Women’s sports see less media coverage

Ari Davis
Tia Welling and her teammates celebrate a successful play against Pepperdine. (Ari Davis)

Women’s sports haven’t always gotten the audience and coverage they deserve in the athletic world despite the athletes’ talent and endurance on the courts and playing fields.

Men’s sports such as football, basketball and volleyball see more fan attendance and television coverage.

Sterling Randle, sports editor with the BYU Universe newspaper, gave insight on the top sports covered by the paper. “Football is number one. Men’s basketball is number two, and then there is a four-way tie for third with women’s soccer, men’s and women’s volleyball and women’s basketball,” he said.

On a televised level, stations cover sports that will catch the viewers’ eyes. Christopher Nestman, a reporter for Local News 8, agrees. The sports covered on a regular basis are men’s football, basketball and track. The station even covers high school football, boys’ basketball and sometimes wrestling.

“Those are the sports that draw larger audiences and larger interests. Hence, more eyeballs watching our screen,” Nestman said.

But the top sports don’t remain the same; they change each season depending on the success of the team. The exceptions are football and basketball. Audience numbers and coverage remain high for these two sports continuously.

BYU men’s sports tend to draw in a larger crowd than do women’s sports. Men’s sports show higher fan interest, increased marketing for upcoming games and a more intense style of playing.

“Women’s sports have more endurance, while men’s have fast attack plays,” said Jeff Judkins, BYU women’s basketball head coach. “For instance, in volleyball you see more rallies with the women and more kills with the men.”

Judkins believes if people came to the women’s games they would get drawn in. Getting people there in order to draw them in is the issue. He said the women’s team has to compete with men’s volleyball, the holidays, the cold weather that discourages spectators from walking to the Marriott Center, high school sports and the Jazz.

Ari Davis
Morgan Bailey drives to the hoop against LMU. The lack of fans is evident in this shot, though the women’s basketball team is ranked No. 2 in attendance for the West Coast League. (Ari Davis)

Though there is continuous competition for bringing in a crowd, the women’s teams have been grateful for the fans who do come out and support them.

“We are grateful to our loyal fans who keep coming back every year, and we welcome newcomers to come cheer us on,” said Morgan Bailey, a senior and forward for the women’s basketball team.

The women’s basketball team is ranked No. 2 in league for attendance, with an average of 900 fans per game.

“In the Marriott Center it feels like a lot less, because it is so big,” Bailey said.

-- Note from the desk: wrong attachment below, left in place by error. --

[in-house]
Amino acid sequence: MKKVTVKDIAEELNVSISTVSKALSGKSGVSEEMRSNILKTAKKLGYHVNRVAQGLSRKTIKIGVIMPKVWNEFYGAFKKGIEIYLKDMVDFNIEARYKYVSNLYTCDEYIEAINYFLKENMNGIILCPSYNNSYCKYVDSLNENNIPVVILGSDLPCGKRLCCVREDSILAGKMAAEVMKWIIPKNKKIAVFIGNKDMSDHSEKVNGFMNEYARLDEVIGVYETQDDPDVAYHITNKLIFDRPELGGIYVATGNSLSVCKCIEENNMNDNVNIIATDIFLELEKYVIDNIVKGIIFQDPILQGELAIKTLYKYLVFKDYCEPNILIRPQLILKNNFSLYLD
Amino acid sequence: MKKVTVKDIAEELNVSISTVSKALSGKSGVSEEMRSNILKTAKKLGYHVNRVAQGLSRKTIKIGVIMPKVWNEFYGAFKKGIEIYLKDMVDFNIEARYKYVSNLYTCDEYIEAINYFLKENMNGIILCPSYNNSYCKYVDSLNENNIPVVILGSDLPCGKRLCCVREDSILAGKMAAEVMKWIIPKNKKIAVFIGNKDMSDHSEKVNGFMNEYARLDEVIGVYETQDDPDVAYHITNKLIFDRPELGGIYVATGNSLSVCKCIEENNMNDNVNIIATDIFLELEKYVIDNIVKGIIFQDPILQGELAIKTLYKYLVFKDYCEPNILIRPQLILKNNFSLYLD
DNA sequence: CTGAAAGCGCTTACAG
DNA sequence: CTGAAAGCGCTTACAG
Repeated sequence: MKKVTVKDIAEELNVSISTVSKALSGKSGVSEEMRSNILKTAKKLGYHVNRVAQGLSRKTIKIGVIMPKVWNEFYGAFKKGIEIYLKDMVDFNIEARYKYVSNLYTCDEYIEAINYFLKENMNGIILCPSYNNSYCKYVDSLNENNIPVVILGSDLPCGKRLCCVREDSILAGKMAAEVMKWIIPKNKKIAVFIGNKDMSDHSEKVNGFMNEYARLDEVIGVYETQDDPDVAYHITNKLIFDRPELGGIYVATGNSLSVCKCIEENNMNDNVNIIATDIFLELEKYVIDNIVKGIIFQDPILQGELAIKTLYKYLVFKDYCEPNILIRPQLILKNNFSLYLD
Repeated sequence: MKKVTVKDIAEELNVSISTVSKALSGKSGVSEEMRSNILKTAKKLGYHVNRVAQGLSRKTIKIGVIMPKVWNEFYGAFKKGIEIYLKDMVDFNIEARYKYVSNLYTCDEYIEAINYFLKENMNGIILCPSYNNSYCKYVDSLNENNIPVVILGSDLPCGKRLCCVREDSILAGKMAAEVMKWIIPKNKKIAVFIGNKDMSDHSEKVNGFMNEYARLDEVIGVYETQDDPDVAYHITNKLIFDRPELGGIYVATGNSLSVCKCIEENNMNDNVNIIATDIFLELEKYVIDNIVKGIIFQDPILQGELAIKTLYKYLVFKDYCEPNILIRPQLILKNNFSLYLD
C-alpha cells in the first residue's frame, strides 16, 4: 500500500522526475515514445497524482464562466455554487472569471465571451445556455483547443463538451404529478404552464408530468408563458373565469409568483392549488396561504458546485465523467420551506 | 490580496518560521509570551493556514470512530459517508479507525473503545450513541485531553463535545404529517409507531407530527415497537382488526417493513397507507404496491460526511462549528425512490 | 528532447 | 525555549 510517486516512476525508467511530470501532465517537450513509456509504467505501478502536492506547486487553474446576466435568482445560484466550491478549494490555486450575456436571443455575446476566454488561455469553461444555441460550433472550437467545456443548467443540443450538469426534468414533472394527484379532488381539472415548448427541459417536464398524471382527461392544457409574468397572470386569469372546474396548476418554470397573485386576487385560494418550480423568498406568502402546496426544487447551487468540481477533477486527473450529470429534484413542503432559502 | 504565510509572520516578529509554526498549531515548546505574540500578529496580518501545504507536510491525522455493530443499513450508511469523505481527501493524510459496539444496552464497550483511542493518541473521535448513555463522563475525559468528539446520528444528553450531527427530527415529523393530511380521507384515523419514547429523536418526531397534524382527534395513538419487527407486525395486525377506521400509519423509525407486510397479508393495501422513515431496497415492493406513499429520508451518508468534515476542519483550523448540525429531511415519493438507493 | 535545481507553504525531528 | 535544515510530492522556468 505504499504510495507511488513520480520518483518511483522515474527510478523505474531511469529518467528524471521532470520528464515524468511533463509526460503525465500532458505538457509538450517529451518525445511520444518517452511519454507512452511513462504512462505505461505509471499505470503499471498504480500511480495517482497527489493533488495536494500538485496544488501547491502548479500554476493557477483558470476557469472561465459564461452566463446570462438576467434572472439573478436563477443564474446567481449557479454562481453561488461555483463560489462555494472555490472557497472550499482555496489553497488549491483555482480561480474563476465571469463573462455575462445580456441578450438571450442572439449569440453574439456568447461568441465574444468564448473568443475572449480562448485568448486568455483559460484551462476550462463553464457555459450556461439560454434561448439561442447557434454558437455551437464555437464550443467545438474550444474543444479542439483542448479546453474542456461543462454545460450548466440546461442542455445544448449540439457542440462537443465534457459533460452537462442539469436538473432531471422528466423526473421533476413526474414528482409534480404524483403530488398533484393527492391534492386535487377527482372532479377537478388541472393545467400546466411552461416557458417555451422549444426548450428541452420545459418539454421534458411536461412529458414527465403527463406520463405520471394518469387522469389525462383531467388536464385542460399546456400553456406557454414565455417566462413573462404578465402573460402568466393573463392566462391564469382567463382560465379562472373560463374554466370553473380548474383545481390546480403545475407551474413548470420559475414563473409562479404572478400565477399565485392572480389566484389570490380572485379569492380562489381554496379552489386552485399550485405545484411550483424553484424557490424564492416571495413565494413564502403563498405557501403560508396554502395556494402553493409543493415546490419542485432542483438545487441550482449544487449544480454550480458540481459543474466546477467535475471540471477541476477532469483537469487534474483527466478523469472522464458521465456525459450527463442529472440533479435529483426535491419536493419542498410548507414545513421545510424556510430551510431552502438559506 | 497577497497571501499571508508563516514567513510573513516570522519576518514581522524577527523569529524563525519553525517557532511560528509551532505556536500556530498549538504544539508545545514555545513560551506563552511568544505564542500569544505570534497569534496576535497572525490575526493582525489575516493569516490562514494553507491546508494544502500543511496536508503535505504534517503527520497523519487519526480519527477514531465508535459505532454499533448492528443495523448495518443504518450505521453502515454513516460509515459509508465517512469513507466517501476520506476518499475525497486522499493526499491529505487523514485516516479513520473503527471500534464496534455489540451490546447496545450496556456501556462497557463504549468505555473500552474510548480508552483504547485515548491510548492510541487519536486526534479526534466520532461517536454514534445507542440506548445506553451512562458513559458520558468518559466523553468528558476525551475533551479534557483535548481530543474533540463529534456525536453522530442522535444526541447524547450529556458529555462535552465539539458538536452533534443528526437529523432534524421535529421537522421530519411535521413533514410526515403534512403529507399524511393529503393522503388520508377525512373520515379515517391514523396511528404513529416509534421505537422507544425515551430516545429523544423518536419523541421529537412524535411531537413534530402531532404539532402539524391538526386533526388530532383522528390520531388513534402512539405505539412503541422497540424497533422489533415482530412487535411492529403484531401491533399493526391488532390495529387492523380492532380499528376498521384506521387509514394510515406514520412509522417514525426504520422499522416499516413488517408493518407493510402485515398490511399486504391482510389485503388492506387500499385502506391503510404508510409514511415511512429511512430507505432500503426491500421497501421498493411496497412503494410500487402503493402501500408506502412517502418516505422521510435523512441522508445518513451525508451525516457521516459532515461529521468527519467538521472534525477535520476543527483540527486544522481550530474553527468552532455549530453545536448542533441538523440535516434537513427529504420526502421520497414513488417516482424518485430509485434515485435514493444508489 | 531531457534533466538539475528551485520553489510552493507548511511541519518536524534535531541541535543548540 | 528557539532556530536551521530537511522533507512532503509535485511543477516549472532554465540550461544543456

The women’s volleyball team also appreciates the support it receives.

“We get a pretty great crowd at our volleyball games,” said Tia Welling, who played as a defensive specialist and libero for the women’s team before graduating. “I don’t think we have ever had less than 1,000 fans unless it was an early game, but even those games had a solid crowd.”

Both Bailey and Welling agreed that a larger crowd helps them and their teams perform at a higher level.

“Volleyball has a huge mental aspect to it, including the ability to make good decisions quickly and problem-solve in time of stress. Having a large, loud crowd makes it difficult for the opponent to respond to the energy working against them,” Welling said.

The larger the crowd, the higher the chance for more media coverage. Judkins said that on a local level, the women’s basketball team gets pretty decent coverage. He said two newspapers, The Daily Herald and The Universe, do well with covering the games. For the past two years, BYUtv has aired the games, and radio coverage has improved. Sports Nation invited the women’s basketball team to do a segment each week, he said.

Judkins would like to see improvements in promotions for the games. He would like BYUtv to cover road games, to have the BYU women’s sports teams receive their own radio channel and to have more visual information about upcoming games on campus. These improvements would help with any women’s sports team at BYU.

The main goal is increasing attendance and expanding coverage for women’s sports.

“There is definitely a different standard,” said Kathy Aitken, former long-time sports reporter for KSL News and current reporter for BYUtv Sports. “For women to get coverage, they have to be exceptional.”

Ari Davis
McKenzie St. Clair slams the ball in a game against UVU. (Ari Davis)

When it comes to broadcasting, the time allotted for sports coverage has decreased drastically. For KSL’s news at 10 p.m., sports are only given around two minutes for highlights, Aitken said. Because of this, the most prominent sports get priority.

RoseAnn Benson, former Division I head swim coach, has noticed the drop in sports coverage, especially for women.

“In the news, women are potentially ignored,” Benson said. “Good athletes ought to be celebrated whether they’re male or female.”

For now, promotions such as free pizza and open seating are used to help fill the seats at women’s sporting events. In the future, women’s sports may not have to rely on freebies for ticket sales.

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